ILNews

Ball State shooting trial starts Tuesday

Michael W. Hoskins
January 1, 2008
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An excessive force and wrongful death trial starts in federal court Tuesday involving a Ball State police officer's shooting of a college student about four years ago.

Jury selection begins Tuesday in U.S. District Court in Indianapolis in McKinney v. Duplain. The 21-year-old Michael McKinney was shot four times by campus officer Robert Duplain, who was responding to a report of a stranger pounding on the door of a house early on Nov. 8, 2003. Tests later showed that McKinney had a blood alcohol content of 0.34 percent.

A grand jury and internal police investigation later cleared Duplain of any wrongdoing in the shooting, but McKinney's parents filed suit in early 2004 on grounds of unreasonable excessive force and wrongful death. The suit asks for $750,000 in compensatory and punitive damages, along with more that could be secured from "the loss of love and companionship" not subject to any damages cap.

U.S. District Judge Richard Young has ruled that the key issues in the trial will center on what happened, specifically whether McKinney charged Duplain, whether Duplain sufficiently alerted McKinney to his presence, and whether Duplain acted reasonably in shooting McKinney four times.

Trial briefs submitted Friday by both sides' attorneys show differing accounts of what happened. While the plaintiffs' brief recaps a history of what happened, the defense brief states that as being "unnecessary" and focuses instead on evidentiary and jury issues likely to come up.

Defense attorneys have asked Judge Young to order McKinney's attorneys to refrain from stating during the trial that McKinney was "shot in the back" because they contend that isn't the case. Defense attorneys also assert that no reference should be made during the trial to McKinney being "unarmed" because Duplain did not know at the time whether McKinney was armed.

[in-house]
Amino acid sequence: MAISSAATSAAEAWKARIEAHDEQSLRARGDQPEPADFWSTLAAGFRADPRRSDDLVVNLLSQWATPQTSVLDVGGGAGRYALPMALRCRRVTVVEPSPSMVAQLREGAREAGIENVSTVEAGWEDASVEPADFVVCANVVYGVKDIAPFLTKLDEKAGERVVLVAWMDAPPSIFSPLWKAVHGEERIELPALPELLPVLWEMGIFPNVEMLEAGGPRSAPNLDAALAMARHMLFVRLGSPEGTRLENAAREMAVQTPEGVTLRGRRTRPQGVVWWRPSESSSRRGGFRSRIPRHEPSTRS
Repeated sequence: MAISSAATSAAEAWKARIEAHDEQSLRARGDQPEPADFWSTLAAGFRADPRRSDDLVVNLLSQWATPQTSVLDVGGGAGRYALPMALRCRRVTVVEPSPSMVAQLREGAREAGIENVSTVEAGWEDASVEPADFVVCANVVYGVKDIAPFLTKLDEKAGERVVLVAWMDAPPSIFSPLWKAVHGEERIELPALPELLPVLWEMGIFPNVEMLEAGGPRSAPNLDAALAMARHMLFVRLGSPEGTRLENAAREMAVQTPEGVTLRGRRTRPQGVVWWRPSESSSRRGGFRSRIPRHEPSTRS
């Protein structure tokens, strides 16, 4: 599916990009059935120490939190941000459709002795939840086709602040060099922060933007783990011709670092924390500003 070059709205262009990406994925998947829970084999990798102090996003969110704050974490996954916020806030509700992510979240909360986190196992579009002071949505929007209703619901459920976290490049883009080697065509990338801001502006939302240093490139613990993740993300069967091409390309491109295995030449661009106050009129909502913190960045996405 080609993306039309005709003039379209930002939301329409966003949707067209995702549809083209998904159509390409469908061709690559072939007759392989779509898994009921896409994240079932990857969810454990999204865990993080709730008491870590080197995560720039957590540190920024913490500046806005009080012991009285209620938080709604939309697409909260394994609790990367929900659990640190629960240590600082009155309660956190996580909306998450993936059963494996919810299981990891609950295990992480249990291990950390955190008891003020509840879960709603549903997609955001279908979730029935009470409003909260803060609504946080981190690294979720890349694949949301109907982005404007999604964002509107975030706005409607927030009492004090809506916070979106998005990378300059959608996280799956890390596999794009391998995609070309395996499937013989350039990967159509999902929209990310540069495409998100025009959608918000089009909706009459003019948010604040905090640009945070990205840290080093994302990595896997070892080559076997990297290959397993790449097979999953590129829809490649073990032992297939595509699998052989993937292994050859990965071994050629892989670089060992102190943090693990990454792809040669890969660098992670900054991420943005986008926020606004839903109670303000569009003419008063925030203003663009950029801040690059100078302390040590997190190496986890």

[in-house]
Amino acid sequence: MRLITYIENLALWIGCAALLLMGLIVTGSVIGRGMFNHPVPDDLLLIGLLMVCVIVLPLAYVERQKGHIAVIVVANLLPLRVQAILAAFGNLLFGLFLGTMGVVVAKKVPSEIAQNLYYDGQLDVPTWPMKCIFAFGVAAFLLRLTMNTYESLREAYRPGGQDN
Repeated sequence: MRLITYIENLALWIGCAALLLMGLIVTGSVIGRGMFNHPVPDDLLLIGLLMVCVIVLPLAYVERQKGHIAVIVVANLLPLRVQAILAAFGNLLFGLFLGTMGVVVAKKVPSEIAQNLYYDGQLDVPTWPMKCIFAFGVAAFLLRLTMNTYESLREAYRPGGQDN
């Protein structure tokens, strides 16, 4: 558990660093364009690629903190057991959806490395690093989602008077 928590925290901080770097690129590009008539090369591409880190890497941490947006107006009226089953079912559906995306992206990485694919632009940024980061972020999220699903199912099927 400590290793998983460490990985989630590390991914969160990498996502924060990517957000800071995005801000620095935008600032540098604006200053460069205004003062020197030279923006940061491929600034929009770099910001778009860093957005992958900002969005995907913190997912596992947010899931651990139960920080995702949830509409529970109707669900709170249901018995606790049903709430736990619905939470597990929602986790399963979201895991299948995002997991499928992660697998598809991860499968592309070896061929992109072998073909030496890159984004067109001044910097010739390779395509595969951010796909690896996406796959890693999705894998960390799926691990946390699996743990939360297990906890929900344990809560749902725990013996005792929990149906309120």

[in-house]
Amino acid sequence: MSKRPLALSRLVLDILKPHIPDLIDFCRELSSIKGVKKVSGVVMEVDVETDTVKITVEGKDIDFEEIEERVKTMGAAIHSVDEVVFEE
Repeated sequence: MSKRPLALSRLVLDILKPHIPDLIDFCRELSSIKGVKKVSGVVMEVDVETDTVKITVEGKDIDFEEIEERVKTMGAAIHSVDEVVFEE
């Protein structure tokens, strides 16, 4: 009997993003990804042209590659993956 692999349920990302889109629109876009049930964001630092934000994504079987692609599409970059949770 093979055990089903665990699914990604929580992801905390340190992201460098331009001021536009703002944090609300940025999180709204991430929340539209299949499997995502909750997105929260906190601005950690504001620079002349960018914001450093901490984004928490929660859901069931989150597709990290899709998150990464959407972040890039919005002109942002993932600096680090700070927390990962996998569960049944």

One of the lawyers involved in this case is Michigan attorney Geoffrey N. Fieger, who is representing McKinney's parents and is known for his representation of assisted-suicide advocate Jack Kevorkian in the 1990s. Two other attorneys from his firm, Fieger Fieger Kenney & Johnson, are listed in court records.

Litigation is expected to start Tuesday, and the court has set aside 10 days for the trial.
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  1. Hail to our Constitutional Law Expert in the Executive Office! “What you’re not paying attention to is the fact that I just took an action to change the law,” Obama said.

  2. What is this, the Ind Supreme Court thinking that there is a separation of powers and limited enumerated powers as delegated by a dusty old document? Such eighteen century thinking, so rare and unwanted by the elites in this modern age. Dictate to us, dictate over us, the massess are chanting! George Soros agrees. Time to change with times Ind Supreme Court, says all President Snows. Rule by executive decree is the new black.

  3. I made the same argument before a commission of the Indiana Supreme Court and then to the fedeal district and federal appellate courts. Fell flat. So very glad to read that some judges still beleive that evidentiary foundations matter.

  4. KUDOS to the Indiana Supreme Court for realizing that some bureacracies need to go to the stake. Recall what RWR said: "No government ever voluntarily reduces itself in size. Government programs, once launched, never disappear. Actually, a government bureau is the nearest thing to eternal life we'll ever see on this earth!" NOW ... what next to this rare and inspiring chopping block? Well, the Commission on Gender and Race (but not religion!?!) is way overdue. And some other Board's could be cut with a positive for State and the reputation of the Indiana judiciary.

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